Introducing Cassandra NoSQL database Vitalii Tymchyshyn (tivv00@gmail.com) <ul><li>NoSQL key-value vs RDBMS – why and when
Cassandra architecture
Cassandra data model
Life without joins or HDD space is cheap today
When standard is good or which client to use </li></ul>
RDBMS problems <ul><li>Sometimes you reach the point where single server can't cope
Replication </li><ul><li>Not write scalable
Data is not instantly visible </li></ul><li>Sharding </li><ul><li>No foreign keys or joins
No transactions
Reduced reliability (multiple servers) </li></ul><li>Schema update is a pain </li></ul>
No SQL key-value <ul><li>Master-Master Replication + Sharding in one bottle
Eventual consistency as a standard
All data in one record – no need to join
Flexible schema </li></ul>
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Introducing cassandra

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Cassandra & No-SQL key-value introduction

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Introducing cassandra

  1. 1. Introducing Cassandra NoSQL database Vitalii Tymchyshyn (tivv00@gmail.com) <ul><li>NoSQL key-value vs RDBMS – why and when
  2. 2. Cassandra architecture
  3. 3. Cassandra data model
  4. 4. Life without joins or HDD space is cheap today
  5. 5. When standard is good or which client to use </li></ul>
  6. 6. RDBMS problems <ul><li>Sometimes you reach the point where single server can't cope
  7. 7. Replication </li><ul><li>Not write scalable
  8. 8. Data is not instantly visible </li></ul><li>Sharding </li><ul><li>No foreign keys or joins
  9. 9. No transactions
  10. 10. Reduced reliability (multiple servers) </li></ul><li>Schema update is a pain </li></ul>
  11. 11. No SQL key-value <ul><li>Master-Master Replication + Sharding in one bottle
  12. 12. Eventual consistency as a standard
  13. 13. All data in one record – no need to join
  14. 14. Flexible schema </li></ul>
  15. 15. Cassandra ring - server - client
  16. 16. Ring partitioner types <ul>Order Preserving <li>Each server serves key range
  17. 17. Range queries possible
  18. 18. Read/Write/Disk space hot spots possible </li></ul><ul>Random <li>Data is smoothly distributed on servers
  19. 19. No range queries
  20. 20. No hot spots </li></ul>
  21. 21. Runtime CAP-solving <ul><li>The whole thing is about replication
  22. 22. CAP: Consistency, Availability, Partition tolerance – choose two.
  23. 23. With cassandra you can choose at runtime. </li></ul>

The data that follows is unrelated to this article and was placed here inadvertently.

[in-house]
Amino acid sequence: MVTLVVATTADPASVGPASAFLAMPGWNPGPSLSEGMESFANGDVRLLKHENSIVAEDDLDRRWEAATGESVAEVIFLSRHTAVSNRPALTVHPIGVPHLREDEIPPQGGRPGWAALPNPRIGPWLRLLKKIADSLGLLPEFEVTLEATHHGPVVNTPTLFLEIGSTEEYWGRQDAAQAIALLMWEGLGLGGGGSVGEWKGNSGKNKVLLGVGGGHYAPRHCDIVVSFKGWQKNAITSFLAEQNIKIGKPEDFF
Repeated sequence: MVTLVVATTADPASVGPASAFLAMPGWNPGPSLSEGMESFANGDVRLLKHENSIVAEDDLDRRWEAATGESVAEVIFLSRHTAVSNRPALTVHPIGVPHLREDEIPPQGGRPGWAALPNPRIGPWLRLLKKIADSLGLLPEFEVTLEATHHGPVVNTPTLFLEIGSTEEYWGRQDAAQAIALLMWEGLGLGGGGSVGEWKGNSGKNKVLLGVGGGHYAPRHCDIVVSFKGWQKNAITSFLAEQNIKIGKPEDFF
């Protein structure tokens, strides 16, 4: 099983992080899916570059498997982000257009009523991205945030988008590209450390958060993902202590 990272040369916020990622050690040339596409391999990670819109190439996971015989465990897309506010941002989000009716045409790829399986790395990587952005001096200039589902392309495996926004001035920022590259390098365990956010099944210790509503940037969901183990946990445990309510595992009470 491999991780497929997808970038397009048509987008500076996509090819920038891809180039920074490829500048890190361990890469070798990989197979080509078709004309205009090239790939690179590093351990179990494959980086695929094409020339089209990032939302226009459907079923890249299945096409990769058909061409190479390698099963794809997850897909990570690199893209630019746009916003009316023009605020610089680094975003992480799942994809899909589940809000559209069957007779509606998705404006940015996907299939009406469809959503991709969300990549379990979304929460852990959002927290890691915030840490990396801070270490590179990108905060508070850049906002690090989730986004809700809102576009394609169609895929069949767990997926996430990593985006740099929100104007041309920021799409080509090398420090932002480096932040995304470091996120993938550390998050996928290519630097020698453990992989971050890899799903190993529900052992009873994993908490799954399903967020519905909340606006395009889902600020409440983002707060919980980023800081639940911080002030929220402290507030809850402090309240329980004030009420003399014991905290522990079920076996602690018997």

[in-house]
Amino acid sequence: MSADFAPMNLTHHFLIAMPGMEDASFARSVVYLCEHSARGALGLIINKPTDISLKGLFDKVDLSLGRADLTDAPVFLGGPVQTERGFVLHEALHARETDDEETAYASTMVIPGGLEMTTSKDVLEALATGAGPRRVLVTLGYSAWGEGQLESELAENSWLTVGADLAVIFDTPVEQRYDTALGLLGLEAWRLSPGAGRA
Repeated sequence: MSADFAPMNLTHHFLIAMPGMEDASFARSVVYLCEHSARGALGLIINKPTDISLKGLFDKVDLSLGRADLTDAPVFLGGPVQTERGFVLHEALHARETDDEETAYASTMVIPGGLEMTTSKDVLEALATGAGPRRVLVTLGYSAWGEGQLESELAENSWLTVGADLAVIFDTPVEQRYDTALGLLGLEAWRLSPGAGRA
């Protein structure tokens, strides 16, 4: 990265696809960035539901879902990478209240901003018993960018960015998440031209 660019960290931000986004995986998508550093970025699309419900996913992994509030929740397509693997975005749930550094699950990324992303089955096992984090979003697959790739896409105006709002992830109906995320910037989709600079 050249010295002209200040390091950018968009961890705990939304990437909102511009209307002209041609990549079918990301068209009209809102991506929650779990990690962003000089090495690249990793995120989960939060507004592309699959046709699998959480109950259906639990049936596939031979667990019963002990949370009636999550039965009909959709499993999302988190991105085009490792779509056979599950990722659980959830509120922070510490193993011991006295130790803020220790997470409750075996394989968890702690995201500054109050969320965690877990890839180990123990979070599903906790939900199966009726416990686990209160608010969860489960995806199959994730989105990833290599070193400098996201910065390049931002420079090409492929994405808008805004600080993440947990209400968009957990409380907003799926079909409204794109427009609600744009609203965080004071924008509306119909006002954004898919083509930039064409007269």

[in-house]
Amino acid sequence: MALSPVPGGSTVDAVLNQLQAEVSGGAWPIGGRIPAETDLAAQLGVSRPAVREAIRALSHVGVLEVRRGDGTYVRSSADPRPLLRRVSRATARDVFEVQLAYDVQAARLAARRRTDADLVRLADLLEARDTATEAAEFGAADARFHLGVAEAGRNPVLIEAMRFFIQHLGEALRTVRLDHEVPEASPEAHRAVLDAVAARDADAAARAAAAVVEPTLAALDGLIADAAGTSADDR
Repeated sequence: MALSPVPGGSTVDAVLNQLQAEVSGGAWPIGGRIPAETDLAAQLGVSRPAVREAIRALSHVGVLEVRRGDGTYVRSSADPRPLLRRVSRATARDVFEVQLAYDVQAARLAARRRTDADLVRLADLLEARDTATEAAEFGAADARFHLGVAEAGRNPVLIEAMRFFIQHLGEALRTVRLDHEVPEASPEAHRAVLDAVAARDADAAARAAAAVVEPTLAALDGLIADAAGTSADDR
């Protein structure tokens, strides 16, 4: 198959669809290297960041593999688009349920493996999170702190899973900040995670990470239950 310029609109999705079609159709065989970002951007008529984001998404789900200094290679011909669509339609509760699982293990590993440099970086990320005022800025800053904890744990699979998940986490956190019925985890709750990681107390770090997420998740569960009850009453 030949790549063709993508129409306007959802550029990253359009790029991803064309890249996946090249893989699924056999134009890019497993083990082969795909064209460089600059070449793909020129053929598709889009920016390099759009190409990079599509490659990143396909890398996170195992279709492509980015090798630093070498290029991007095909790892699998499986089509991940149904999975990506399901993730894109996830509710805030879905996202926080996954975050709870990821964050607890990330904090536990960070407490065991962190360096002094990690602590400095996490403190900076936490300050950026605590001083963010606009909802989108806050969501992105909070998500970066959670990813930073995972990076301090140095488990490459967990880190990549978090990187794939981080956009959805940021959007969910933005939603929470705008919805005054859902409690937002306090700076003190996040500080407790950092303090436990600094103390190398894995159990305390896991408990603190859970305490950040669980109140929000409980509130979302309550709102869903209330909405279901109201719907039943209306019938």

24. 24. Runtime CAP-solving Quorum read/write Fast writes Fast reads Fast, less consistency
  25. 25. Data model <ul><li>Keyspaces – much like database in RDBMS
  26. 26. Column Families – storage element, like tables in RDBMS
  27. 27. Columns – you can have million for a row, names are flexible, still like columns in RDBMS
  28. 28. Super Column – A column that has structured content (another columns) </li></ul>
  29. 29. Data model <ul><li>You can have same key in multiple column families
  30. 30. You can have different set of columns for different keys in same column family
  31. 31. You can query a range of columns for a key (columns are sorted) with pagination
  32. 32. You can have (and it's useful) to have columns without values </li></ul>
  33. 33. “Index” example <ul><li>Column family people </li><ul><li>Key: Fred [phone=2223355, phone2=4445566, fax=9998877]
  34. 34. Key: John [phone=4445566, mobile=099123456] </li></ul><li>Column family phone_directory </li><ul><li>Key: 2223355 [Fred]
  35. 35. Key: 4445566 [Fred, John]
  36. 36. Key: 9998877 [Fred]
  37. 37. Key: 099123456 [John] </li></ul></ul>
  38. 38. “Join” example <ul><li>Column family customer </li><ul><li>Key: Boeing [email: [email_address] ]
  39. 39. Key: Oracle [skype: java] </li></ul><li>Column family orders </li><ul><li>Key: 1 [customer: Boeing, total: 200m]
  40. 40. Key: 2 [customer: Oracle, total: 300m]
  41. 41. Key: 3 [customer: Boeing, total: 500m] </li></ul><li>Column family customer_order_totals </li><ul><li>Key: Boeing[ 1:200m, 3:500m]
  42. 42. Key: Oracle[ 2:300m] </li></ul></ul>
  43. 43. Java clients <ul><li>Thrift
  44. 44. Hector
  45. 45. Kundera
  46. 46. Pelops
  47. 47. Cassandrelle </li></ul>
  48. 48. Real-world example <ul><li>Two-phase processing </li><ul><li>Phase 1: Download and parse few pages from each internet site (billions of pages)
  49. 49. Phase 2: Multiple times perform gathered data analysis </li></ul></ul>
  50. 50. Q&A Author: Vitalii Tymchyshyn [email_address] © Triibes
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